Log Management Standard
This document applies to all servers and network devices that handle, accept network connections, or make access control (authentication and authorization) decisions for Loyola Protected information, as defined within the Data Classification Policy.
To identify the specific requirements that information systems must meet in order to generate appropriate audit logs and integrate with the University’s log management strategy.
All covered systems shall record and retain audit-logging information sufficient to answer the following questions:
- What activity was performed?
- Who or what performed the activity, including from where or from which system the activity was performed?
- What the activity was performed on the covered system?
- When was the activity performed?
- With which program(s) was the activity was performed?
- What was the status (such as success vs. failure), outcome, or result of the activity?
Activities to be logged
Logs shall be created whenever any of the following activities are requested to be performed by a covered system:
- Create, read, update, or delete Loyola Protected or Loyola Sensitive information, and authentication information such as passwords
- Initiate a network connection
- Accept a network connection
- User authentication and authorization for activities covered in #1 such as user login and logout
- Grant, modify, or revoke access rights, including adding a new user or group, changing user privilege levels, changing file permissions, changing database object permissions, changing firewall rules, and user password changes
- System, network, or service configuration changes, including installation of software patches and updates, or other installed software changes
- Application process startup, shutdown, or restart
- Application process abort, failure, or abnormal end, especially due to resource exhaustion or reaching a resource limit or threshold (such as for CPU, memory, network connections, network bandwidth, disk space, or other resources), the failure of network services such as DHCP or DNS, or hardware fault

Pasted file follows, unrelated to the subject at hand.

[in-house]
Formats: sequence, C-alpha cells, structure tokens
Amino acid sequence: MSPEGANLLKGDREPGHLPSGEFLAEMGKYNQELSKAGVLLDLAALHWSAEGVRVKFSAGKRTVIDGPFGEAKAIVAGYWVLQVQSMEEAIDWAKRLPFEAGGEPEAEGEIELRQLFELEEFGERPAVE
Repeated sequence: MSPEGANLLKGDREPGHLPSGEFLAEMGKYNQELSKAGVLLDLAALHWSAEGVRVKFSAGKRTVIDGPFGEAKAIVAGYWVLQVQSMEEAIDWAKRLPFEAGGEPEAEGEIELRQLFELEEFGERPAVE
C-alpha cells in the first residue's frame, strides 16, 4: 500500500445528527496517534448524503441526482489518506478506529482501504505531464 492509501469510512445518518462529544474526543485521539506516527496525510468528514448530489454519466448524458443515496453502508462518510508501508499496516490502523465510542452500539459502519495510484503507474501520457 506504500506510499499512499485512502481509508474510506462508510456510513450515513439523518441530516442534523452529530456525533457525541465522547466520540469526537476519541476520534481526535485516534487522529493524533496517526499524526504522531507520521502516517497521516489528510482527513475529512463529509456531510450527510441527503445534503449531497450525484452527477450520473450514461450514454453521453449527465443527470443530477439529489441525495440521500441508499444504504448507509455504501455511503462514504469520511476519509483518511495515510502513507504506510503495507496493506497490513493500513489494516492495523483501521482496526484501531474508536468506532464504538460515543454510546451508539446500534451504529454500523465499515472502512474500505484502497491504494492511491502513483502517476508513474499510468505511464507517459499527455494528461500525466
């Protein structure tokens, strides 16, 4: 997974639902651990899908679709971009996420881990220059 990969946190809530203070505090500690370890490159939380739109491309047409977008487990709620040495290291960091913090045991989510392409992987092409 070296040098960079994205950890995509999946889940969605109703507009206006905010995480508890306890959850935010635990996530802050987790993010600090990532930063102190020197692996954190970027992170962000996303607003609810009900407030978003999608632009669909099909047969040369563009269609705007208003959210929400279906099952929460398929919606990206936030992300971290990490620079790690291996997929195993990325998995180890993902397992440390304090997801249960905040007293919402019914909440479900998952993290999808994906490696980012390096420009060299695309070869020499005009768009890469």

- Detection of suspicious/malicious activity such as from an Intrusion Prevention System (IPS), anti-virus system, or other security systems.
Elements of the log
Such logs shall identify or contain at least the following elements, directly or indirectly. In this context, the term "indirectly" means unambiguously inferred.
- Type of action – examples include authorize, create, read, update, delete, and accept network connection.
- Subsystems performing the action – examples include process or transaction name, process or transaction identifier.
- Identifiers (as many as available) for the subject requesting the action – examples include user name, computer name, IP address, and MAC address. Note that such identifiers should be standardized in order to facilitate log correlation.
- Identifiers (as many as available) for the object the action was performed on – examples include file names accessed, unique identifiers of records accessed in a database, query parameters used to determine records accessed in a database, computer name, IP address, and MAC address. Note that such identifiers should be standardized in order to facilitate log correlation.
- Before and after values when action involves updating a data element, if feasible.
- Date and time the action was performed, including relevant time-zone information if not in Universal Time. This date and time shall be synchronized using the University’s NTP servers.
- Whether the action was allowed or denied by access-control mechanisms.
- Description and/or reason-codes of why the action was denied by the access-control mechanism, if applicable.
Formatting and storage
The system shall support the formatting and storage of audit logs in such a way as to ensure the integrity of the logs and to support enterprise-level analysis and reporting. All audit logs must be kept for one year, with three months available online.
Note that the construction of an actual enterprise-level log management mechanism is outside the scope of this document. Mechanisms known to support these goals include but are not limited to the following:
- Microsoft Windows Event Logs collected by a centralized log management system;
- Logs in a well documented format sent via syslog, syslog-ng, or syslog-reliable network protocols to a centralized log management system; and
- Logs stored in an ANSI-SQL database that itself generates audit logs in compliance with the requirements of this document.
Access to Log Files
All access to log files and audit trails shall be limited to a users job-related needed to no, as per the ITS Access Control Policy. Audit trails shall be protected from unauthorized modifications.
Exceptions to this policy will be handled in accordance with the ITS Security Policy.
This policy will be maintained in accordance with the ITS Security Policy.
Data Classification Policy
ITS Access Control Policy
ITS Security Policy
September 8, 2008: Initial Standard
June 9, 2014: Annual review for PCI Complaince